Education And Debate

Systematic Reviews: Obtaining data from randomised controlled trials: how much do we need for reliable and informative meta-analyses?

BMJ 1994; 309 doi: (Published 15 October 1994) Cite this as: BMJ 1994;309:1007
  1. M J Clarke,
  2. L A Stewart
  1. Clinical Trial Service Unit and ICRF Cancer Studies Unit, Radcliffe Infirmary, Oxford OX2 6HE MRC Cancer Trials Office, Cambridge CB2 2BW
  1. Correspondence to: Dr Clarke.

    Many randomised controlled trials compare treatments that will produce only moderate differences in outcome, but these differences can be clinically important. However, they are difficult to assess reliably and require a large amount of randomised evidence. This can be achieved through large prospective randomised trials which will accrue future patients, the meta-analysis of results from randomised trials involving patients from the past, or - ideally - both. The techniques require that all possible biases are minimised, and in meta-analyses this can best be achieved by ensuring that all of the randomised evidence - both trials and participants in those trials - is included. The meta-analysis of individual patient data has been described as the gold standard for this approach. It will remove many of the problems associated with relying solely on published data and some of the problems arising from a reliance on aggregate data, and will also add to the analyses that can be performed. Such projects, however, require considerable time and effort.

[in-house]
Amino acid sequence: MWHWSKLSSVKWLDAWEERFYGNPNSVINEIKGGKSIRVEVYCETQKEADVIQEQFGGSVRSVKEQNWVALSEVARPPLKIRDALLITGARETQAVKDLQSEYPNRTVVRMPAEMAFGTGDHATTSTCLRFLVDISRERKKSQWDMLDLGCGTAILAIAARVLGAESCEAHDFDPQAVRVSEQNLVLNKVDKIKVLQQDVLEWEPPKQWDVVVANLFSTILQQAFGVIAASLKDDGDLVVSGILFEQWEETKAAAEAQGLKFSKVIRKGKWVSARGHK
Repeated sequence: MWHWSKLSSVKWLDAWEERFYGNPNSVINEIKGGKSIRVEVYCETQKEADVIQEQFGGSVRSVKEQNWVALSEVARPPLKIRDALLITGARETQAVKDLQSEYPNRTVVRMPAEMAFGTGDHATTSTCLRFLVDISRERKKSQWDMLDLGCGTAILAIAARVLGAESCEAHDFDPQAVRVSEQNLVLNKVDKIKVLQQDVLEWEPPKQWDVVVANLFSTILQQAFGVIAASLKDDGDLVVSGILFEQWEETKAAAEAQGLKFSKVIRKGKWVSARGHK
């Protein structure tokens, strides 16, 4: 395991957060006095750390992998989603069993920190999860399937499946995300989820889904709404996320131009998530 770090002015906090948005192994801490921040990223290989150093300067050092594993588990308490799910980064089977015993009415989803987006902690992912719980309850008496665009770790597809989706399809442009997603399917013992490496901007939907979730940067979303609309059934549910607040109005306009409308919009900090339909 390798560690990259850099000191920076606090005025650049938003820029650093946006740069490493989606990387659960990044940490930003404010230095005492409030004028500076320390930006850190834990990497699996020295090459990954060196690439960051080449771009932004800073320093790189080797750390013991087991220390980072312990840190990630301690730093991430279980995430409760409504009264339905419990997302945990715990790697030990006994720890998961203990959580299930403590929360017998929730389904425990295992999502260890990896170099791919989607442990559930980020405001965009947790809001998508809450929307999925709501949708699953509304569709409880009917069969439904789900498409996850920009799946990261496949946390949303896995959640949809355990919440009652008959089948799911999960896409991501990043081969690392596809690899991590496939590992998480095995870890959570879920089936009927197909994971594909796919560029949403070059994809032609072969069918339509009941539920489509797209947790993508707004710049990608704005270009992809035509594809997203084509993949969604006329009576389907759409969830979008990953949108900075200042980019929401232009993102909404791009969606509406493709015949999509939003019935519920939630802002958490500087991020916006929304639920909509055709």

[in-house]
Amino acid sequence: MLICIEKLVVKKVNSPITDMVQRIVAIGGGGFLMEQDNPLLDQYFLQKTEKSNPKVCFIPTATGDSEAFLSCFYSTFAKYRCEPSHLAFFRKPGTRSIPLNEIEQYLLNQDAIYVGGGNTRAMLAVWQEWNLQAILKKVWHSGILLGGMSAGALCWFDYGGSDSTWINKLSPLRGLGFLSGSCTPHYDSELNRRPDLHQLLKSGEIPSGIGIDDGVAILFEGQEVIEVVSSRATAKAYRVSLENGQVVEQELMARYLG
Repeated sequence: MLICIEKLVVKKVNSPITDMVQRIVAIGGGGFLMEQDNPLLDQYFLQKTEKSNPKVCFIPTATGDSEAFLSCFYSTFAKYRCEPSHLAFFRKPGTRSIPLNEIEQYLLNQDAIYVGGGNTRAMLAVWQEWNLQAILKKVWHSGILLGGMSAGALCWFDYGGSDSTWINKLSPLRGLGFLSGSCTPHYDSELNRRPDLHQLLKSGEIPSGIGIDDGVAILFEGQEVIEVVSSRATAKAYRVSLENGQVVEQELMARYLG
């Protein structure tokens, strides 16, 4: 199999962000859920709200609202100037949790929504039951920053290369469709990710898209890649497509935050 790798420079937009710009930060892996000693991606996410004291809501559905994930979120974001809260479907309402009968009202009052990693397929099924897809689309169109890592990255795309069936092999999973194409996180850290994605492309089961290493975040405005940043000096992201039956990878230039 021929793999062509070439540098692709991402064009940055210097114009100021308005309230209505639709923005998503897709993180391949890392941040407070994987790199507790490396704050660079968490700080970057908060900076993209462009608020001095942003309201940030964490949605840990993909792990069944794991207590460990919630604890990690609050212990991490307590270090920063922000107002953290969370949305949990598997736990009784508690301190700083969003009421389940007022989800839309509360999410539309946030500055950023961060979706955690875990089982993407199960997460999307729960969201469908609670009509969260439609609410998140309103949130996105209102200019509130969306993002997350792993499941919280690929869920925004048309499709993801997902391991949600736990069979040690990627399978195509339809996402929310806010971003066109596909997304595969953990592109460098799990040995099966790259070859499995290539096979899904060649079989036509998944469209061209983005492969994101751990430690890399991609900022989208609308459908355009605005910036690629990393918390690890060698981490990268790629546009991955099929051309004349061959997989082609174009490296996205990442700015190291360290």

* This paper was presented at a meeting of Systematic Reviews organised jointly by the BMJ and the UK Cochrane Centre and held in London in July 1993

    The differences in outcome between many of the treatments compared in randomised trials are moderate but potentially very important to patients and their medical carers. Individually, however, most trials have been too small to assess such differences reliably. There are two main ways to overcome this: through large prospective randomised trials which will accrue future patients, and through meta-analysis of completed trials. Whether a single randomised trial or a meta-analysis is to be undertaken, all possible biases should be minimised, and perhaps the most important step in this is to ensure that as much as possible of the randomised evidence is included in the analyses.1

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